Tuesday, September 27, 2011

Luxury, status, wealth and importance are all ideas that come mind when we think of having a personal driver. Well, it what some people in this world think of when it comes to chauffeuring. If you are a woman and live in Saudi Arabia, however, you most likely think the opposite. Oppression, inequality and control are the conflicting beliefs if you are a Saudi female. This is due to the Saudi law that bans women from driving.

King Abdullah just took giant steps forward with women's rights this week by finally allowing Saudi female suffrage. This is a tremendous step towards equality, but still not allowing women to drive is overshadowing this monumental change in the society.

So what are women doing to show solidarity on this issue? They are taking to the streets-literally. All across the country women documented themselves driving cars in protest. This protest was arranged primarily through social media. #Right2drive covered twitter posts and informed women what they would be doing to raise awareness about this injustice. The BBC documented some of these protesters and described how different their lives would be if they could have this right. Also documented was how much social media helped further exposure and spread the word for this protest.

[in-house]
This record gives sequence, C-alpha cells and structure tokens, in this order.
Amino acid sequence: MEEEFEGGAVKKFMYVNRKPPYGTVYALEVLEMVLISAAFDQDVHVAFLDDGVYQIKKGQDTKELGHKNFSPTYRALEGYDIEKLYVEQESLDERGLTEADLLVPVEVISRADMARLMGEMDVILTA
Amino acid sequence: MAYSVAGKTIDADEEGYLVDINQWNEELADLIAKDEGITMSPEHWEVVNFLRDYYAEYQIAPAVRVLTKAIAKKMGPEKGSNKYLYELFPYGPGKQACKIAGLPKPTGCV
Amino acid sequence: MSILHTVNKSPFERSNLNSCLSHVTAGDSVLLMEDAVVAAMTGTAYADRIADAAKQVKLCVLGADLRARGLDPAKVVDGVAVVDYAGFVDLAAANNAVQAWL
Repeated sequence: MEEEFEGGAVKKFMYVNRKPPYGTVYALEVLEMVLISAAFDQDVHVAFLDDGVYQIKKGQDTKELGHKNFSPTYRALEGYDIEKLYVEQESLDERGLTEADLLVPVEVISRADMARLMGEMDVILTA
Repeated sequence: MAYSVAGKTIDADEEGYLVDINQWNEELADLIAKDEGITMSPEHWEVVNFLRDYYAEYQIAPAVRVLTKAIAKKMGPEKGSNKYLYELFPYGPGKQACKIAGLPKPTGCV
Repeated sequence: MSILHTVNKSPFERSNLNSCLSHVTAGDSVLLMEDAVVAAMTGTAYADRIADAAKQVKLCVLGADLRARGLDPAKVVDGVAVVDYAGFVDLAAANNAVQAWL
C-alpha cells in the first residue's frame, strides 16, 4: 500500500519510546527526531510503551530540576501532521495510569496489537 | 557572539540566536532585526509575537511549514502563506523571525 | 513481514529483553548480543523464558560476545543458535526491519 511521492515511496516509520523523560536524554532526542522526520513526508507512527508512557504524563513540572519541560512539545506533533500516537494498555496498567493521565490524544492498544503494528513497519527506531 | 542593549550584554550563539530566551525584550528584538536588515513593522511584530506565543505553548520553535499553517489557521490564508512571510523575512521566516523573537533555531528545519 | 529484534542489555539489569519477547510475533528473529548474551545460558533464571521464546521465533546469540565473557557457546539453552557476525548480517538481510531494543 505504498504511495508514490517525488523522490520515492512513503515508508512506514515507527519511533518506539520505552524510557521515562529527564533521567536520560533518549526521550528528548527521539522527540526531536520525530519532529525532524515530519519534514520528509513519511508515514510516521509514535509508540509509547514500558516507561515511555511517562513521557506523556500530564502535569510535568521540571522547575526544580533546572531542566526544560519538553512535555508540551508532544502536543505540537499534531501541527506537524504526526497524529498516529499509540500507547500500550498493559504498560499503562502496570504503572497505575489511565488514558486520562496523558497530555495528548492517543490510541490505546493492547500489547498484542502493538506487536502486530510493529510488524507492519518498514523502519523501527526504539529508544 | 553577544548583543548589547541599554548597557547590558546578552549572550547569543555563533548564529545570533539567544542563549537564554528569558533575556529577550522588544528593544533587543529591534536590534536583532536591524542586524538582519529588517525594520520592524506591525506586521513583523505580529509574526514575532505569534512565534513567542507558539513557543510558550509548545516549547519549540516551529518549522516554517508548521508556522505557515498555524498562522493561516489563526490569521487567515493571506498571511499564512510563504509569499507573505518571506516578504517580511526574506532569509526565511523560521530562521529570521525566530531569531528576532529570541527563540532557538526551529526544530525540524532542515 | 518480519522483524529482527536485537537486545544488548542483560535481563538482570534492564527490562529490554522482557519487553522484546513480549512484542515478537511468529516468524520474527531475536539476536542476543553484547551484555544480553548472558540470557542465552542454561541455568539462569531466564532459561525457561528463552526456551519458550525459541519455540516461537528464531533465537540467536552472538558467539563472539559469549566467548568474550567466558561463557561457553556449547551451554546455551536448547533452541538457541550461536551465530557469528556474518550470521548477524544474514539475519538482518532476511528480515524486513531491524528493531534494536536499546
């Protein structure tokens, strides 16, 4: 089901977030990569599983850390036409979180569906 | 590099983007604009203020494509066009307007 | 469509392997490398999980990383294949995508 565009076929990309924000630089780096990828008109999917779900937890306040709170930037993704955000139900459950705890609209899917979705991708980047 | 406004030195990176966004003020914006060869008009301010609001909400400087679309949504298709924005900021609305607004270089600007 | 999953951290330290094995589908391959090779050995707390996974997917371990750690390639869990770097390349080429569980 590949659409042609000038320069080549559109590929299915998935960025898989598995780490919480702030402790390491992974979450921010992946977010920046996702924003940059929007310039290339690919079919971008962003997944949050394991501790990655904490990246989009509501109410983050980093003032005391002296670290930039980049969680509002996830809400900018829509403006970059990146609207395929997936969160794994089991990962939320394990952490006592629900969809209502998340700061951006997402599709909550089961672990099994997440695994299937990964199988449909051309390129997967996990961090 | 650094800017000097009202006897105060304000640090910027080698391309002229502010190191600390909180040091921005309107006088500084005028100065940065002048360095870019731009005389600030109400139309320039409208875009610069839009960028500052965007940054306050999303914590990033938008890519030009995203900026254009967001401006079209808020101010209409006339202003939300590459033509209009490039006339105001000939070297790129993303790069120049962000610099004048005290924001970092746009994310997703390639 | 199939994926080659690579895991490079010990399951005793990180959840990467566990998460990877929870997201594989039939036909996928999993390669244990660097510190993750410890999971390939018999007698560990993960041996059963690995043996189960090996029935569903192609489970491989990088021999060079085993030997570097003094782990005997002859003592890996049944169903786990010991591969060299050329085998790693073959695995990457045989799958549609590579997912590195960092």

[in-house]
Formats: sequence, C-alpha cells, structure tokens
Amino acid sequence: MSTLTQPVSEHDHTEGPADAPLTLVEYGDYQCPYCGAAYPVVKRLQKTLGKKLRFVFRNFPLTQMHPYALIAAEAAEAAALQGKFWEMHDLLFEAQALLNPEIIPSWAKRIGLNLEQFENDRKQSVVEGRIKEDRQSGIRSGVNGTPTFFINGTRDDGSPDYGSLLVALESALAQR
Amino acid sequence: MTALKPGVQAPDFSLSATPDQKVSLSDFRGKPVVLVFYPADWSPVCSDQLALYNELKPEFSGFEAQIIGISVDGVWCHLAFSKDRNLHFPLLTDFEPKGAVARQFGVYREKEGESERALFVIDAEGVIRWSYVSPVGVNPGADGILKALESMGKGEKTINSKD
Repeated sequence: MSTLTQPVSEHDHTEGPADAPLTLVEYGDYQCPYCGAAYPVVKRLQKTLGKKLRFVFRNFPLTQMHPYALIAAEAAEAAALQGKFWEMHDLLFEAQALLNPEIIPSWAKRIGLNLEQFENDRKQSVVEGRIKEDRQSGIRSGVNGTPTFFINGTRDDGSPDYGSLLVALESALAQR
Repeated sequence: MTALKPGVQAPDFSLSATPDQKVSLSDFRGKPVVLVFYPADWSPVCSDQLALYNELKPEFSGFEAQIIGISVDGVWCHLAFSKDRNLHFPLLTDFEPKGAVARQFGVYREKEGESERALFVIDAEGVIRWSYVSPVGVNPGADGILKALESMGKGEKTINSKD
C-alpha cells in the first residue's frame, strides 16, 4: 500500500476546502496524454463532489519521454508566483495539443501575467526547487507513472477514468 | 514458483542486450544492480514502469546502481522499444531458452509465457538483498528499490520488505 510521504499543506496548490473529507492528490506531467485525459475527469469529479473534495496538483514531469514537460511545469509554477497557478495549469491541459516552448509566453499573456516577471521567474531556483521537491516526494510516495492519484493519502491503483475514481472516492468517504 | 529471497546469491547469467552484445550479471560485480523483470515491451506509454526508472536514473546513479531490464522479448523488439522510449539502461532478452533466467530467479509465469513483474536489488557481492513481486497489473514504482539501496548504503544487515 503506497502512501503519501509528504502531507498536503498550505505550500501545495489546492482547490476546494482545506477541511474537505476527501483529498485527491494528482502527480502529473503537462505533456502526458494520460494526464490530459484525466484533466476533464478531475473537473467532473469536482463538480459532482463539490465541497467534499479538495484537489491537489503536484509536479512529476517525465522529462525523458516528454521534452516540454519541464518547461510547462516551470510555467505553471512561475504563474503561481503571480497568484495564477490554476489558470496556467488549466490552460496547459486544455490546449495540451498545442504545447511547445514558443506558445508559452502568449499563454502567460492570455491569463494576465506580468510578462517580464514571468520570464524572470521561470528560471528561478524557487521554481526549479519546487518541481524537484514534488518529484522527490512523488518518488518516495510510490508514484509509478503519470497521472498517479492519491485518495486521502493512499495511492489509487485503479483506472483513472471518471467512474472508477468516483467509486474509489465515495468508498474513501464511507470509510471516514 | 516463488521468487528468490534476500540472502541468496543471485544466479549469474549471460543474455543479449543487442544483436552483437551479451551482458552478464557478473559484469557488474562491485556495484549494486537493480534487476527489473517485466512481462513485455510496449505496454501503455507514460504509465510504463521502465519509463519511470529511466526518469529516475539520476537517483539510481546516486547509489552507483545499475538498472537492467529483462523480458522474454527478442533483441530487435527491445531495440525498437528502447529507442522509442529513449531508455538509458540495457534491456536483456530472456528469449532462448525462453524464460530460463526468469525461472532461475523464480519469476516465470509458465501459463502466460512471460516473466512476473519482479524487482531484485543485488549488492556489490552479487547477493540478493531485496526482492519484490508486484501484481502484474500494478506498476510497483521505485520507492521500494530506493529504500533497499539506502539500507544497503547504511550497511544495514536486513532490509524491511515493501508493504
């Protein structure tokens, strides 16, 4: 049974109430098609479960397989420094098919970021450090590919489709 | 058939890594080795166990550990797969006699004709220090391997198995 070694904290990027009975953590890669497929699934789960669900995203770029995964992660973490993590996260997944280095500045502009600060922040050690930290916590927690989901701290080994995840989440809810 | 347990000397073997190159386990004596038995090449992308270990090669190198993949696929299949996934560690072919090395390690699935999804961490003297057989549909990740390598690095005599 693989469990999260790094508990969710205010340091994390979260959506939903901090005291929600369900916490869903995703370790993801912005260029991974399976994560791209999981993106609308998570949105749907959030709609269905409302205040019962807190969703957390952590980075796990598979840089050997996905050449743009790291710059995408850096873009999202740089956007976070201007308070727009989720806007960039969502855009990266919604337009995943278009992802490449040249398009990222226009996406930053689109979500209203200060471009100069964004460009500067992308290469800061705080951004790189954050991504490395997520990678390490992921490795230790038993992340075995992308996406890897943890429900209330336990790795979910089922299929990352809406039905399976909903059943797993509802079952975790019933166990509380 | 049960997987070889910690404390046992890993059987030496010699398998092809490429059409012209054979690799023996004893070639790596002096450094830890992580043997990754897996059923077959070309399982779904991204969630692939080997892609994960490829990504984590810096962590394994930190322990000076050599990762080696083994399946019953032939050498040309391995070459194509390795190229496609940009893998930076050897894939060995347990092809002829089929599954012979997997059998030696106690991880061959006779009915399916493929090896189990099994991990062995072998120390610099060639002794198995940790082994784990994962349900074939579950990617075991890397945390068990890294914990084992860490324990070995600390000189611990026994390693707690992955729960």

Social media has made large strides since the uprisings in the region this year, but usage is still far below averages in other parts of the world. Fadi Salem of the Dubai School of Government recognizes the correlation between the use of the Internet and a more stable economy, and how the Internet has helped the economy grow in Saudi Arabia. Salem believes that a similar trend will come with social media as well, and the growth has already begun.

Facebook and Twitter have recently proven to be powerful tools all over the world, and not simply for "social" or recreational uses. They are liberating the suppressed, engaging the outsiders and now helping to create a women's movement. I have to say I "like" this.

Photo credits: NY Times


Mike Tweeton October 3, 2011 at 6:22 PM  

Great post Megan. It is sometimes very humbling to think of the things we take for granted. I cannot imagine living in as such as this.

One thing that I think you really got right in your post is referring to social media as a “tool”. Many view social media as something pedantic and unworthy of consideration. I too felt this way before using it. But once the door is open, users can experience the power of instant information. The example you provided is a fantastic way of showing just how powerful communication is today. Pedal to the metal ladies.

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